You didn’t have to live in New York to know about the Central Park jogger case.
The Big Apple burned with rage when news broke of a jogger who was beaten, raped and left for dead back in 1989, a crime that sent five minority teens to jail. The trial and convictions pulsated far beyond the city’s five boroughs, but the teens’ subsequent exoneration got far less attention in the press.
“We found everyone remembers the case … but a very small percentage of people really remember what happened,” documentary filmmaker Ken Burns tells Big Hollywood. “Many think they got off on a technicality.”
Burns is justifiably outraged over that fact, a reason he co-directed the new documentary “The Central Park Five.”
The film, now playing in select cities, was co-directed by Burns’ daughter, Sarah Burns, and her husband, David McMahon. The movie shows how coerced confessions, five very frightened teens and a media willing to swallow the easy-to-define narrative doomed the group’s youth and innocence.
“To us, it was an extraordinary tragedy. What did happen? Who where these five [teens]? They were demonized by the press,” he says. To tell their story, Burns and his colleagues painted a picture of a less than glorious Big Apple.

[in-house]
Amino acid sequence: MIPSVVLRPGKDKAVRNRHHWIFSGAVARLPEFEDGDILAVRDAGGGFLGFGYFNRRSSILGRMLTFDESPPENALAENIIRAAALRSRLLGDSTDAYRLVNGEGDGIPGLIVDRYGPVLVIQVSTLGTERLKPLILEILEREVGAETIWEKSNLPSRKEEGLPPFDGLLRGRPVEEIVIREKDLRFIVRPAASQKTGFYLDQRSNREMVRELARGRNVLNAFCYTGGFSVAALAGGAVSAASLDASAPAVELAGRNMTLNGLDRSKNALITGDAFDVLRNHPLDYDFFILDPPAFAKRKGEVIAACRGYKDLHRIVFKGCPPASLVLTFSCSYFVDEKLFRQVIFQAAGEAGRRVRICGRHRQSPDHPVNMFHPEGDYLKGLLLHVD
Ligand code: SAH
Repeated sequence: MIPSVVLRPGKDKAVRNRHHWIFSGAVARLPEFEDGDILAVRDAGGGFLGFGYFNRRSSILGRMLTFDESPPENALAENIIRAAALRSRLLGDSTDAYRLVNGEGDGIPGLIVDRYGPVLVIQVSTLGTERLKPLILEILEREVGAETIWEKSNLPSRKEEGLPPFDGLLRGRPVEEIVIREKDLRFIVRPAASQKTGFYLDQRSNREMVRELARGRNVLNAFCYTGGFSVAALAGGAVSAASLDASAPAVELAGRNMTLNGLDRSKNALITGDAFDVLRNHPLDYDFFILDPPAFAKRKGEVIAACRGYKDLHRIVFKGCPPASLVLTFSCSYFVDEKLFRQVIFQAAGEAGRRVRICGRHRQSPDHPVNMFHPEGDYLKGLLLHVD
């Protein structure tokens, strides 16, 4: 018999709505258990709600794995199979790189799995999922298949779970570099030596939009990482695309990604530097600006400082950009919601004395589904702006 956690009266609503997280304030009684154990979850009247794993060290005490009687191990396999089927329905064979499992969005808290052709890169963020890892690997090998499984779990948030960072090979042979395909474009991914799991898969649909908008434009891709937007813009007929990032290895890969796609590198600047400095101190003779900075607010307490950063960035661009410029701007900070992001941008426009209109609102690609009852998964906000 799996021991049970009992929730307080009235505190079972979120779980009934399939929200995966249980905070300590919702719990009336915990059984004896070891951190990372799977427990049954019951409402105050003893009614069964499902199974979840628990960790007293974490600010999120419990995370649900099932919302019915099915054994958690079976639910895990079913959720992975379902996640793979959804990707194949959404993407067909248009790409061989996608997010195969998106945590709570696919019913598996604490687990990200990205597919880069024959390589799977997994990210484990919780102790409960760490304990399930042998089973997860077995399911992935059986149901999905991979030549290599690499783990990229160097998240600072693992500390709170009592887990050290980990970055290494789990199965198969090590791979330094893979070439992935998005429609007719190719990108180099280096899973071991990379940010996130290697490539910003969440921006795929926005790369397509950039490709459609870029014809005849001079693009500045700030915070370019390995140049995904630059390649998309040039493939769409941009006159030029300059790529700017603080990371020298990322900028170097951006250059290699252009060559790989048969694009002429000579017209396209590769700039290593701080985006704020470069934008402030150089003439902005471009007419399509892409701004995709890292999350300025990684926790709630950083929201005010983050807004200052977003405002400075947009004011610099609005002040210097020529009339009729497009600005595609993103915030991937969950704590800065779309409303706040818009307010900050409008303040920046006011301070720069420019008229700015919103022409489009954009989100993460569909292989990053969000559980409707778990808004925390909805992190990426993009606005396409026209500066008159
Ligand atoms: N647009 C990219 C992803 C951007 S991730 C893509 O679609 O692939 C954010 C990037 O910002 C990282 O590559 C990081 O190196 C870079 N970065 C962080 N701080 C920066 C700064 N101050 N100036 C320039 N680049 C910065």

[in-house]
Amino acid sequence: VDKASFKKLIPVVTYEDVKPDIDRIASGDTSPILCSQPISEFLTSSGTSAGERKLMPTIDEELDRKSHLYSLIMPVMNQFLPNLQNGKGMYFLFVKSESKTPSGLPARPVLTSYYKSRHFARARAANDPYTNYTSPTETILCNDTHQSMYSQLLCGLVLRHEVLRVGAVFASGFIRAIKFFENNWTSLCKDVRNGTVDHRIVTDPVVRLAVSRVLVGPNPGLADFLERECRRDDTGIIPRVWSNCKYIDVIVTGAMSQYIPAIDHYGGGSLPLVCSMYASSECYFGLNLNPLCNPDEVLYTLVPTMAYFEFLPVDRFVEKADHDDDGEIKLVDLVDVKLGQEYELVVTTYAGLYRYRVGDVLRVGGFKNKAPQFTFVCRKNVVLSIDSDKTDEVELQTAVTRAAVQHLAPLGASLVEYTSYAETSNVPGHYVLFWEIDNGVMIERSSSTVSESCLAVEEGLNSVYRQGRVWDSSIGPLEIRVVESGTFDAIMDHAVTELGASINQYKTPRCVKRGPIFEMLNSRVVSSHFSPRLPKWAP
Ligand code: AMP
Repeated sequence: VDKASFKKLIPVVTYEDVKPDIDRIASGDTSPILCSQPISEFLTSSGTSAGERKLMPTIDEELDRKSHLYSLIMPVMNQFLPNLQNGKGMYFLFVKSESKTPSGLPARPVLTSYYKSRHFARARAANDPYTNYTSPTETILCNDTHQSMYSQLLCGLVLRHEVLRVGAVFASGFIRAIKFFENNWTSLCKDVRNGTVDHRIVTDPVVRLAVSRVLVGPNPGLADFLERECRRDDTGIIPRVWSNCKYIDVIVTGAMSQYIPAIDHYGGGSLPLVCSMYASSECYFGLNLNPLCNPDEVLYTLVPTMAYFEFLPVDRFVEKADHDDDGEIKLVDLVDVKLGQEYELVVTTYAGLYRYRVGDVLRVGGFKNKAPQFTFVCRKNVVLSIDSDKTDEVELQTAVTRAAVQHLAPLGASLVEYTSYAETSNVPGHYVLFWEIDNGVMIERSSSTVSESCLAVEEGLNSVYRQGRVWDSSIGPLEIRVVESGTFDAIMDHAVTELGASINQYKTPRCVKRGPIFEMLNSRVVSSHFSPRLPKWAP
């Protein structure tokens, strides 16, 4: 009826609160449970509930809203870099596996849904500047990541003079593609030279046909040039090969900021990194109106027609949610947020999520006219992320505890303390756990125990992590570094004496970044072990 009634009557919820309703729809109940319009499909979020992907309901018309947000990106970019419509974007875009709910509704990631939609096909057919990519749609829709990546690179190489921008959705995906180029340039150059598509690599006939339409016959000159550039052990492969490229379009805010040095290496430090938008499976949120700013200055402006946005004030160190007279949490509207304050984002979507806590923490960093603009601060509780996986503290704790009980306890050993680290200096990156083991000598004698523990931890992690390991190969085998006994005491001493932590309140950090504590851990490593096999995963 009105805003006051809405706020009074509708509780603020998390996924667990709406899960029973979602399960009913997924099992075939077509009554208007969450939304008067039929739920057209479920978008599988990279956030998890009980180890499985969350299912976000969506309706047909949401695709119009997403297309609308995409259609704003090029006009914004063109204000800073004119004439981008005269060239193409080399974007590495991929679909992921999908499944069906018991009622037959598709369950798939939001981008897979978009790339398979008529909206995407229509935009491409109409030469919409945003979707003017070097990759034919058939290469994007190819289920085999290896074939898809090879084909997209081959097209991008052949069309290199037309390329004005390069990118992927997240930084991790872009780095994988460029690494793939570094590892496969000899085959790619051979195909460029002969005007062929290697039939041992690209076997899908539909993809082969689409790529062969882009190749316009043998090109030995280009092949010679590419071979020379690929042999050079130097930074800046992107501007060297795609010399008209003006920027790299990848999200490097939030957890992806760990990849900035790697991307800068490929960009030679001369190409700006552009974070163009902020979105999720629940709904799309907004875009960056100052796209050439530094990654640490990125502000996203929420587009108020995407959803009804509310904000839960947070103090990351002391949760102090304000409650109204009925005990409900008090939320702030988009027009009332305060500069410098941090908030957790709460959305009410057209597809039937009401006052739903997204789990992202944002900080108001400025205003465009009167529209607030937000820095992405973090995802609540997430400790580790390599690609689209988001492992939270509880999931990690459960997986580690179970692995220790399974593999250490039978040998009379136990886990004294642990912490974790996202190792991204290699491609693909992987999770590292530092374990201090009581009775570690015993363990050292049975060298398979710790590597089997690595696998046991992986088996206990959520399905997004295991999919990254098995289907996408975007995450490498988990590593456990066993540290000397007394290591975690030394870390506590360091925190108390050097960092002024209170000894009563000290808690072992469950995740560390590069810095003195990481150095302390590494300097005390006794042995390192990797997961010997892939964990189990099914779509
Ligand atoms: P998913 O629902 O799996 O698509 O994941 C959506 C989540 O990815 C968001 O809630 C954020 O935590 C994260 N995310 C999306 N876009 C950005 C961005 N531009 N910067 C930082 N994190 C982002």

“We didn’t shy away from dumping you in the middle of the shit. New York City was going to hell in a hand basket.” he says.
“The Central Park Five” blasts the media and the legal community together for helping dish out injustice. A few journalists take part in the documentary, but the prosecutorial team deferred.
“They knew they couldn’t answer any of the questions we were going to ask of them,” he says bluntly. “We bent over backwards to represent them as fairly as we could,” he adds. The film eschews narration on only uses a handful of title cards to frame the story.
The film does allow the five teens, now adults, to share their sides of the story.
“They’re extraordinary human beings … with an absence of bitterness that’s impressive,” he says.
Burns typically toils on behalf of PBS, and his next project returns him to the small screen. It could be his biggest project to date – remembering the Vietnam War.
“We’re gonna put our arms around the whole war,” he promises. “It will be fair and tell the story from every single perspective, from POWs to draft dodgers to Gold Star Mothers, generals, diplomats and the regular folks. We’re prepared to tell the most complicated of stories about the war.”
He’s also ready for potential blowback on the topic, one that continues to divide the nation nearly four decades since hostilities ceased.
“God forbid we’re scared of controversial subjects,” he says.